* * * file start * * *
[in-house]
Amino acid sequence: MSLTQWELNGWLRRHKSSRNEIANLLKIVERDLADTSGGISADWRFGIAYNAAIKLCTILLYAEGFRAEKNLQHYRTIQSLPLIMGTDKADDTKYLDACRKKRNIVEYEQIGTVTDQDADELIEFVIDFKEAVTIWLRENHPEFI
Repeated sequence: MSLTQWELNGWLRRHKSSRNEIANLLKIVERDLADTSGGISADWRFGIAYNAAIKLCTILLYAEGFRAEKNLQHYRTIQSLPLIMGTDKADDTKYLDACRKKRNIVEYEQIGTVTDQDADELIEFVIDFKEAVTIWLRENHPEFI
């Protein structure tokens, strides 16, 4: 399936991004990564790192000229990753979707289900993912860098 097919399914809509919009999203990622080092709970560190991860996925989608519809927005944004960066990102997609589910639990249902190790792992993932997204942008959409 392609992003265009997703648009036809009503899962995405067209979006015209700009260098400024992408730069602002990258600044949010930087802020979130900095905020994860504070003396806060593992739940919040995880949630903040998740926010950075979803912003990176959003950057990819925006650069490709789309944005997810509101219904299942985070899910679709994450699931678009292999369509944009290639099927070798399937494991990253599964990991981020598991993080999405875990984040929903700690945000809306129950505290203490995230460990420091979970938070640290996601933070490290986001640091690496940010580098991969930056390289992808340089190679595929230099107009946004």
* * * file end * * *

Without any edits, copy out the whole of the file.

[in-house]
Amino acid sequence: MSLTQWELNGWLRRHKSSRNEIANLLKIVERDLADTSGGISADWRFGIAYNAAIKLCTILLYAEGFRAEKNLQHYRTIQSLPLIMGTDKADDTKYLDACRKKRNIVEYEQIGTVTDQDADELIEFVIDFKEAVTIWLRENHPEFI
Repeated sequence: MSLTQWELNGWLRRHKSSRNEIANLLKIVERDLADTSGGISADWRFGIAYNAAIKLCTILLYAEGFRAEKNLQHYRTIQSLPLIMGTDKADDTKYLDACRKKRNIVEYEQIGTVTDQDADELIEFVIDFKEAVTIWLRENHPEFI
């Protein structure tokens, strides 16, 4: 399936991004990564790192000229990753979707289900993912860098 097919399914809509919009999203990622080092709970560190991860996925989608519809927005944004960066990102997609589910639990249902190790792992993932997204942008959409 392609992003265009997703648009036809009503899962995405067209979006015209700009260098400024992408730069602002990258600044949010930087802020979130900095905020994860504070003396806060593992739940919040995880949630903040998740926010950075979803912003990176959003950057990819925006650069490709789309944005997810509101219904299942985070899910679709994450699931678009292999369509944009290639099927070798399937494991990253599964990991981020598991993080999405875990984040929903700690945000809306129950505290203490995230460990420091979970938070640290996601933070490290986001640091690496940010580098991969930056390289992808340089190679595929230099107009946004």